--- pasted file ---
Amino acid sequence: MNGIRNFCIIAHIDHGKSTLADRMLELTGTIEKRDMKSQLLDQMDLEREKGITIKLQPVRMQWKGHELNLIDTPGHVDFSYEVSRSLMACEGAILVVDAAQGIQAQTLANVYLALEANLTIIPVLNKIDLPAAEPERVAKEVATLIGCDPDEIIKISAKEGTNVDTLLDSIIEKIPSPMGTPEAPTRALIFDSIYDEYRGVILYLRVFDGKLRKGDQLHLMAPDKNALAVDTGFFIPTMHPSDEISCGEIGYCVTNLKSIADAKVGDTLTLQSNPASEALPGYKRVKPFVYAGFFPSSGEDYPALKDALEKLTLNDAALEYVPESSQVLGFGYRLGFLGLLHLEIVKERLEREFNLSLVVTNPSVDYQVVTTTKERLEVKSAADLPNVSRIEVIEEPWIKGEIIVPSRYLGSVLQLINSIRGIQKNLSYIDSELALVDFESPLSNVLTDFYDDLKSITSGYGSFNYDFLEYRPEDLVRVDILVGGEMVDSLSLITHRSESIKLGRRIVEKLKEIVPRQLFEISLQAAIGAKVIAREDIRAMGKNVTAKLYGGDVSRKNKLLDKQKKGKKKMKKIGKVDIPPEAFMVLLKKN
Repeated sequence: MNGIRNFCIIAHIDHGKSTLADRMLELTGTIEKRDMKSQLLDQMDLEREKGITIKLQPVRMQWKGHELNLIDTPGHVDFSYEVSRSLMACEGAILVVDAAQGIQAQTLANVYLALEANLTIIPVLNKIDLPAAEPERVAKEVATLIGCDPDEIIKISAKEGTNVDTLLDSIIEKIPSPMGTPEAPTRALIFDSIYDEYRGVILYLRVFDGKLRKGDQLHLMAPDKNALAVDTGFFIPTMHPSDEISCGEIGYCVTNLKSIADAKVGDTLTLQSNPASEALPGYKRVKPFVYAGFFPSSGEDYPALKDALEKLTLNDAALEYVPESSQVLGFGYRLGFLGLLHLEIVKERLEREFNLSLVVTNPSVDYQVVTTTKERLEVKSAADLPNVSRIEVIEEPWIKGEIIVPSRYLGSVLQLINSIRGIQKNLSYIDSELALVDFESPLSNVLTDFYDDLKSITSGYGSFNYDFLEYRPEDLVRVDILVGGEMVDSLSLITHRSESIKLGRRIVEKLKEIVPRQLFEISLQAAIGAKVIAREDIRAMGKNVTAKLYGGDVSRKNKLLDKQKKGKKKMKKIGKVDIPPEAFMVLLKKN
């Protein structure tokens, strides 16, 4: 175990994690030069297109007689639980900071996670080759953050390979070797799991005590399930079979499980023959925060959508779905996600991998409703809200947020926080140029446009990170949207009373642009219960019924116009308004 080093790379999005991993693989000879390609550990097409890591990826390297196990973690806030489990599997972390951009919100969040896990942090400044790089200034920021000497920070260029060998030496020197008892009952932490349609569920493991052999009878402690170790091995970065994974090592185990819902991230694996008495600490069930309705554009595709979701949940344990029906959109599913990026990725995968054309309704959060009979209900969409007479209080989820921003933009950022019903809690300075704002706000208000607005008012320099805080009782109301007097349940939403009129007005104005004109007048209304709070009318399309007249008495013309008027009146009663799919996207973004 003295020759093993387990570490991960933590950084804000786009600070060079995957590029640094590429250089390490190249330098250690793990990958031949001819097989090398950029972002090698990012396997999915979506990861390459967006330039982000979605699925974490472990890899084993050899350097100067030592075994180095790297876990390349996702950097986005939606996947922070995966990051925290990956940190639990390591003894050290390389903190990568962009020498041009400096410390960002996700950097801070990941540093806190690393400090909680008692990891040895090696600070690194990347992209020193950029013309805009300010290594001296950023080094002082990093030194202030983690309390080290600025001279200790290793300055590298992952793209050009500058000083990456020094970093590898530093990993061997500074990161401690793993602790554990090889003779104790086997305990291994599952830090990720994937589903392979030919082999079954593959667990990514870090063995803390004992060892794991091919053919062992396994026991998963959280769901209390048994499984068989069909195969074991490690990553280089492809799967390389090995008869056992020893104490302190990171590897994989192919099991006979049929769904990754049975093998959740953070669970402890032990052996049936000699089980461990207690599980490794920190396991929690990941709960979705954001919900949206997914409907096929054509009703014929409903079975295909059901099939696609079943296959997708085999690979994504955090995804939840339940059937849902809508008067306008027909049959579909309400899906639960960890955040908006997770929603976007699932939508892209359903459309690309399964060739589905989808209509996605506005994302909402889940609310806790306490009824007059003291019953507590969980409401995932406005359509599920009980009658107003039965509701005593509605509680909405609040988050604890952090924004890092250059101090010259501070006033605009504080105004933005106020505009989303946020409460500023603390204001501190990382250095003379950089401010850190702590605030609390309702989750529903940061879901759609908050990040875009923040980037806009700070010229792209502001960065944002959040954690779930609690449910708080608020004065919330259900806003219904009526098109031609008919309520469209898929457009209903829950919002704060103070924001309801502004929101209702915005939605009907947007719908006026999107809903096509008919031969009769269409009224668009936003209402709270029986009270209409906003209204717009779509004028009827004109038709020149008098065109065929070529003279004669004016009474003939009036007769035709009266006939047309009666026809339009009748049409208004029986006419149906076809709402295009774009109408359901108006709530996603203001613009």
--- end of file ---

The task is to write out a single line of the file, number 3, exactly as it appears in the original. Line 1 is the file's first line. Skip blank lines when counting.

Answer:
């Protein structure tokens, strides 16, 4: 175990994690030069297109007689639980900071996670080759953050390979070797799991005590399930079979499980023959925060959508779905996600991998409703809200947020926080140029446009990170949207009373642009219960019924116009308004 080093790379999005991993693989000879390609550990097409890591990826390297196990973690806030489990599997972390951009919100969040896990942090400044790089200034920021000497920070260029060998030496020197008892009952932490349609569920493991052999009878402690170790091995970065994974090592185990819902991230694996008495600490069930309705554009595709979701949940344990029906959109599913990026990725995968054309309704959060009979209900969409007479209080989820921003933009950022019903809690300075704002706000208000607005008012320099805080009782109301007097349940939403009129007005104005004109007048209304709070009318399309007249008495013309008027009146009663799919996207973004 003295020759093993387990570490991960933590950084804000786009600070060079995957590029640094590429250089390490190249330098250690793990990958031949001819097989090398950029972002090698990012396997999915979506990861390459967006330039982000979605699925974490472990890899084993050899350097100067030592075994180095790297876990390349996702950097986005939606996947922070995966990051925290990956940190639990390591003894050290390389903190990568962009020498041009400096410390960002996700950097801070990941540093806190690393400090909680008692990891040895090696600070690194990347992209020193950029013309805009300010290594001296950023080094002082990093030194202030983690309390080290600025001279200790290793300055590298992952793209050009500058000083990456020094970093590898530093990993061997500074990161401690793993602790554990090889003779104790086997305990291994599952830090990720994937589903392979030919082999079954593959667990990514870090063995803390004992060892794991091919053919062992396994026991998963959280769901209390048994499984068989069909195969074991490690990553280089492809799967390389090995008869056992020893104490302190990171590897994989192919099991006979049929769904990754049975093998959740953070669970402890032990052996049936000699089980461990207690599980490794920190396991929690990941709960979705954001919900949206997914409907096929054509009703014929409903079975295909059901099939696609079943296959997708085999690979994504955090995804939840339940059937849902809508008067306008027909049959579909309400899906639960960890955040908006997770929603976007699932939508892209359903459309690309399964060739589905989808209509996605506005994302909402889940609310806790306490009824007059003291019953507590969980409401995932406005359509599920009980009658107003039965509701005593509605509680909405609040988050604890952090924004890092250059101090010259501070006033605009504080105004933005106020505009989303946020409460500023603390204001501190990382250095003379950089401010850190702590605030609390309702989750529903940061879901759609908050990040875009923040980037806009700070010229792209502001960065944002959040954690779930609690449910708080608020004065919330259900806003219904009526098109031609008919309520469209898929457009209903829950919002704060103070924001309801502004929101209702915005939605009907947007719908006026999107809903096509008919031969009769269409009224668009936003209402709270029986009270209409906003209204717009779509004028009827004109038709020149008098065109065929070529003279004669004016009474003939009036007769035709009266006939047309009666026809339009009748049409208004029986006419149906076809709402295009774009109408359901108006709530996603203001613009």